An ex-student of our school, who is now a public leader and holding a high post, narrated his experiences thus: “My father dragged me like a goat into this school and left me here to study. I used to sniff the teachers and monks. They smelled differently, not like my father or uncle.” He went on telling, “First time when I was taken in the toilet, it was a peculiar thing for me. The whole area is open, why should I have to go in to this small room!” When I was asked to use the flush the sound of that water coming rushing out terrified me and I pushed the teacher and came out shouting danger! danger!”

He told another experience that was very unique for him. “In the evening the teacher used to put his finger on the wall and the whole room used to be lighted. I must take the light to my village home”, I thought. And in vacation time I took out the bulb from my hostel room and after reaching his village home, where there was no electricity, placed it on the bamboo wall of their hut and went on beating the whole wall for the light to come!

Swami Sukhatmanandaji once told an interesting incident: “Once a baby elephant entered the campus; perhaps it had lost its way. When the boys were out for the morning P.T. some of them caught it and put a nylon noose around its neck and started playing with it. The elephan also had an innocent smile all over it and seemed to rejoice in the company of the boys. Little did the boys realize that had it continued for long, the wrath of the searching mother elephant would be on the campus in full cry. With great persuasion the boys were made to release the baby and they then allowed it to go free and join its herd.”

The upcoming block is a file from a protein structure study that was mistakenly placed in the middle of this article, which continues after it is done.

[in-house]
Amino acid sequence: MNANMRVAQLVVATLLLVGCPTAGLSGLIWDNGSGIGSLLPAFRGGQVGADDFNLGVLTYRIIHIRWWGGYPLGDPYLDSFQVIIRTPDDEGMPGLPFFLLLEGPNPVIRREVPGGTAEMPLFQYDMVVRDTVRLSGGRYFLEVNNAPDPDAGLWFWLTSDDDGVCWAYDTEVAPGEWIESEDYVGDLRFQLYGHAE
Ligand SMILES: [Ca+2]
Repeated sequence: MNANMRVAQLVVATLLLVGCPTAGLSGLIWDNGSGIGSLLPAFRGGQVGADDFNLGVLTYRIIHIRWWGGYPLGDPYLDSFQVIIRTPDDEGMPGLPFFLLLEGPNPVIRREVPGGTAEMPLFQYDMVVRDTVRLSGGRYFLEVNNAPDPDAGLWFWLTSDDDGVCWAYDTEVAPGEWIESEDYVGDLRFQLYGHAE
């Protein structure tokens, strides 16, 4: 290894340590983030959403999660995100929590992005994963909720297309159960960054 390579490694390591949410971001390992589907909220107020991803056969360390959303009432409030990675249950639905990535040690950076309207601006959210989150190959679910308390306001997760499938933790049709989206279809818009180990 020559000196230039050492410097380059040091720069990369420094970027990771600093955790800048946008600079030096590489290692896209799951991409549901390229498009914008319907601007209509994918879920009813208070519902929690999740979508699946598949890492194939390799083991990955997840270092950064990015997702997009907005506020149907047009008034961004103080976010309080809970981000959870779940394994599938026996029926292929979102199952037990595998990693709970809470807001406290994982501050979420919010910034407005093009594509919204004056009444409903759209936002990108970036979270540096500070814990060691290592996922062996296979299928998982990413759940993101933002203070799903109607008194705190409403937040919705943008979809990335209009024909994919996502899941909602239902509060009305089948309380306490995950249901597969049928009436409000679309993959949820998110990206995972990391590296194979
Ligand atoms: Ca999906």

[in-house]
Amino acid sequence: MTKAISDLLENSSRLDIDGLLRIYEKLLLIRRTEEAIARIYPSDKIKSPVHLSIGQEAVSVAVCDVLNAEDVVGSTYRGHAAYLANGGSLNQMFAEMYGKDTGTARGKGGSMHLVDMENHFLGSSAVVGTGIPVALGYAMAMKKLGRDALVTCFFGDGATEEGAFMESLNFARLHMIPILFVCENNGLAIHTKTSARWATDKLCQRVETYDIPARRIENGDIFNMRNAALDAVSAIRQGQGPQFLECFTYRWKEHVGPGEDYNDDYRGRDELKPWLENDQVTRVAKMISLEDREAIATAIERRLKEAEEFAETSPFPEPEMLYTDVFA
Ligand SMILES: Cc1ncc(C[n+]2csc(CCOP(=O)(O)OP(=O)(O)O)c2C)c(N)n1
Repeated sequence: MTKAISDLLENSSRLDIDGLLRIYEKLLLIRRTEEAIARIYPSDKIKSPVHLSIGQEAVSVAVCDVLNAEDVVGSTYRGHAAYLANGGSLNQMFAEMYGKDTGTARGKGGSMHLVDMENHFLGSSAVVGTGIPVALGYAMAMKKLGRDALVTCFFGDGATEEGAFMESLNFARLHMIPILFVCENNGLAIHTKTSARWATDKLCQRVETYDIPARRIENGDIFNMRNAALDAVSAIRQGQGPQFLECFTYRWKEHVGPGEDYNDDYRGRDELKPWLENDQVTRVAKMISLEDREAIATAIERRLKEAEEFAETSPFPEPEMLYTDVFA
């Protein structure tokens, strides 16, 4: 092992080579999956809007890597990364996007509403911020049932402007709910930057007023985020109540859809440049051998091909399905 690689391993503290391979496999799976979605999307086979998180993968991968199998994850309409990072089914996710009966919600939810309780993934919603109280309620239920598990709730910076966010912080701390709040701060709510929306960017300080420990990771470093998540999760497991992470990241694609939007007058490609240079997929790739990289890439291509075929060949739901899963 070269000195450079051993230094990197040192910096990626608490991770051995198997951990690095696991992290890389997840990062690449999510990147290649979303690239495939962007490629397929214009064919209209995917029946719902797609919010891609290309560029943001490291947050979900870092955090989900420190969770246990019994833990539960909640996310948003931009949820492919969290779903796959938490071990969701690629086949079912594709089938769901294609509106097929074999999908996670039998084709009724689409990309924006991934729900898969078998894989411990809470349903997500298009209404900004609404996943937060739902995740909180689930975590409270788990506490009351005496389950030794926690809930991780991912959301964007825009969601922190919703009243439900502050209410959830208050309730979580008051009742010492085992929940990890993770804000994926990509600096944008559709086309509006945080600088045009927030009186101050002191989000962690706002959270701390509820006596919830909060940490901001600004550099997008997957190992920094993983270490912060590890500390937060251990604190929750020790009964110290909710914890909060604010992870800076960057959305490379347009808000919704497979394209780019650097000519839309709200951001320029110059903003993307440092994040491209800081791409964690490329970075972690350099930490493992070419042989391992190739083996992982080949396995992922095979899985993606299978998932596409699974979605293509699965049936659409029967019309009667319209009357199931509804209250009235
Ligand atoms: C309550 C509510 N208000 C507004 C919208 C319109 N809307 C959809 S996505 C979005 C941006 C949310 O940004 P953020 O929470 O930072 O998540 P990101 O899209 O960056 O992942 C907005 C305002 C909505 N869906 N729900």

“The boys were outwardly rough,” Swami Bhavaharanandaji (Founder Secretary July 72 - May 75) observed, “but if one had patience and courage enough to explore the deep recesses of their hearts, one could find the same childlike simplicity, indomitable curiosity to know many secrets of nature, a carefree, nonchalant attitude common among the inhabitants of hilly area. They were open to reasonable suggestions, only they had very little patience to think deeply on any subject. Their way of asking questions might appear rude to a newcomer, but if one is honest and endowed with moral courage, he will discover to his utter delight that they are straightforward and unambiguous in their bearing.”

Swami Ishatmanandaji recalls a funny incident which shows simplicity of the tribal children.

A student of class V did some mistake. While talking to him I told the boy that if he is behaved like that he might be removed from the school. Instate of being afraid the boy become happy and started saying, “Swamiji, when are you removing me from the school? When am going to go out?”

A group of secondary standard boys, on way back from a picnic, stopped for marketing and a few of them took some packets of biscuits and chocolate from a shop without paying for them.
Coming to know of this, the Secretary called the boys and asked, "Why you have taken these biscuits and chocolates?" Because we like those biscuits and chocolate.
Swamiji: Why you did not pay?
Because we did not have money.
Their innocent faces showed that they were not aware of their mistake. After arranging for the payment the Secretary Swamiji asked these boys,

'Do you love me?'
' Yes, Swamiji, we love you.'
'Then do not take anything from anyone without his permission or paying the price.'
'What will happen if we do so?'
'That will make me feel insulted.'
'We promise Swamiji, we shall never do any thing that will make you sorry.'

They have kept their promise.